36. On the conclusion of Agliotti's evidence the state advanced the evidence of 17 witnesses. They will be identified later. The second last witness called by the state was Mr B Gilder. He was called on 23 November 2009. When he was called to give evidence, counsel representing the Minister of State Security, the Director-Genera! of the State Security Agency and Mr Gilder himself appeared in court. Counsel, Adv. Moerane SC, sought an order that Gilder should not be required to testify. The application was dismissed as was an application for leave to appeal against the order. The trial was however postponed to enable those for whom Adv. Moerane SC appeared to petition the Supreme Court of Appeal. The petition failed. The trial however had to be postponed further to enable the same parties to petition the Constitutional Court. That application was dismissed on 15 February 2010. Gilder testified on 1 March 2010, thereafter the state called another witness and after certain admissions were made by the accused the state closed its case on 2 March 2010.


37.Thereafter the accused launched an application for his discharge in terms of s 174 of the CPA. The application was dismissed on 12 April 2010. The following order was made:

37.1 "The application for the discharge of the accused in terms of s 174 of the CPA is dismissed,

37.2 in as much as the contention that the accused has not had a fair trial, as is set out in the heads of argument filed on behalf of the accused, constitutes a separate application for the discharge of the accused, it is ruled that such application should not be determined at this stage. Such application may be advanced and, if advanced, will be determined at the conclusion of the trial.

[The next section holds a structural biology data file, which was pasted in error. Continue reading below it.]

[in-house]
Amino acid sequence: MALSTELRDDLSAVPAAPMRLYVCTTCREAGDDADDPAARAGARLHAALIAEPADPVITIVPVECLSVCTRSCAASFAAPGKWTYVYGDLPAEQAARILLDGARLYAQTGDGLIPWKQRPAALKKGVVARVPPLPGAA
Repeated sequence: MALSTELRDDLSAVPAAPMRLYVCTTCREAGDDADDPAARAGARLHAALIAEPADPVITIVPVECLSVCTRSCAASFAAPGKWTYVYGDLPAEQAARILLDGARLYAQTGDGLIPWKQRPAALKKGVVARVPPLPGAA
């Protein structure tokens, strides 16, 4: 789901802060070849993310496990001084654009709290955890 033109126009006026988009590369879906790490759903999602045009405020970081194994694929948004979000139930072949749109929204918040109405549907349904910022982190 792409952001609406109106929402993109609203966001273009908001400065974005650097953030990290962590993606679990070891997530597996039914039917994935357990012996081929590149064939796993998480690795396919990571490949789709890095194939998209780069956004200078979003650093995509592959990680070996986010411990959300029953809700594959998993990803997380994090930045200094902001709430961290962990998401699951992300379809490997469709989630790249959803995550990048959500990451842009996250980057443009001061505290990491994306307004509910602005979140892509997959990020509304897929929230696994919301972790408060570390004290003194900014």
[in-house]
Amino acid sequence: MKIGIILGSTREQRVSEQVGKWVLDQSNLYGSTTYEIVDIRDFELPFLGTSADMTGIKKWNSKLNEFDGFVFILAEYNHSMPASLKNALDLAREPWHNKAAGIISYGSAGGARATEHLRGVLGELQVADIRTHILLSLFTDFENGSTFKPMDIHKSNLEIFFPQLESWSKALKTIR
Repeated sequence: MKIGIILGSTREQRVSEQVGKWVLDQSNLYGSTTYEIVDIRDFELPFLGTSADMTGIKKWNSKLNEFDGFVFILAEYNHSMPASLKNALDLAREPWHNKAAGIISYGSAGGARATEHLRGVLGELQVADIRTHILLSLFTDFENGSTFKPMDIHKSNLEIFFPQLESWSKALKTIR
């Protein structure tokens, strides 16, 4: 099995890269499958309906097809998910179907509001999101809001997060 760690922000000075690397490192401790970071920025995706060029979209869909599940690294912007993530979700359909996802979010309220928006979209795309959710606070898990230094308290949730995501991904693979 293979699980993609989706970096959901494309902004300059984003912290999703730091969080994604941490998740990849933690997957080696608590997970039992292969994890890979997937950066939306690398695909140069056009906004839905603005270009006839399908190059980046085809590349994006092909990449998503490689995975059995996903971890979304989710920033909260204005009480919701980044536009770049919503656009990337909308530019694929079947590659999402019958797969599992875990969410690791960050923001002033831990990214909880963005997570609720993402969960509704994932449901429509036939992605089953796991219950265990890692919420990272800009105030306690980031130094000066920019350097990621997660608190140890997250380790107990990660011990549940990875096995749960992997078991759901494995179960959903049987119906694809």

38. The accused requested a short postponement of the trial. The trial recommenced on 14 April 2010 when the accused entered the witness box. On the conclusion of the accused's evidence the accused adduced the evidence of 6 witnesses. These witnesses will be identified later. The accused then closed his case.


39. The following witnesses testified on behalf of the state in the sequence that their names are set out hereunder.

39.1 Agliotti.

39.2 Ms Diane Marie Muller ("Muller").

She is the Chief Executive Officer of Maverick Experience Exhilarator (Pty) Ltd, She was the former fiancee of Agliotti.

39.3 Mr Martin Flint ("Flint").

He is the Financial Director of Maverick Experience Exhilarator (Pty) Ltd. He is the father of Muller.

39.4 Mr Dean Friedman ("Friedman").

He is a director and employee of KPMG Services (Pty) Ltd. He is employed in its forensic business unit.

39.5 Mr Stephen Colin Sanders ("Sanders").

He was a policeman from December 1984 to March 1998 when he resigned. He thereafter worked in the private security industry.

39.6 Ms Paula Stephanie Roeiand ("Roeland").

She is a Chief Forensic Examiner of the Special Investigation Unit. From 1984 to 2006 she was a member of SAPS. She was attached to the Serious and Violent Crime Unit.

39.7 Mr Aubrey Morris Shlugman ("Shiugman").

He is a police reservist in the SAPS with the rank of Superintendant. In 2005 he was the head reservist at the Sandton Police Station.

39.8 Mr Mark Hankel ("Hanker").

He is a Commissioner in the SAPS. In 1999 he was appointed Section Head of Intelligence Centres. On 1 February 2008 his designation changed to Head of Operation Intelligence Analysis Coordination.

39.9 Mr Wilhelm Johan Els ("Els").

He is a Commissioner in the SAPS attached to Crime Intelligence.

39.10 Mr Abraham Nelson ("Nelson").

He is a Senior Superintendant in the SAPS attached to Crime Intelligence.

38.11 Mr Shaun Maharaj ("Maharaj").

He is a bookkeeper and payroll administrator in the employ of Surtee Esquire (Pty) Ltd.

39.12 Mr Jurgen Kogl ("Kogl").

He is director of African Renaissance Holdings Company. This company owns a minority shareholding in Maverick Experience Exhitarator (Pty) Ltd.

39.13 Mr Busumzi Patrick Pikoli ("Pikoli").

He was the National Director of Public Prosecutions from 1 February 2005 until his suspension by the former President of South Africa, President Mbeki, on 23 September 2007.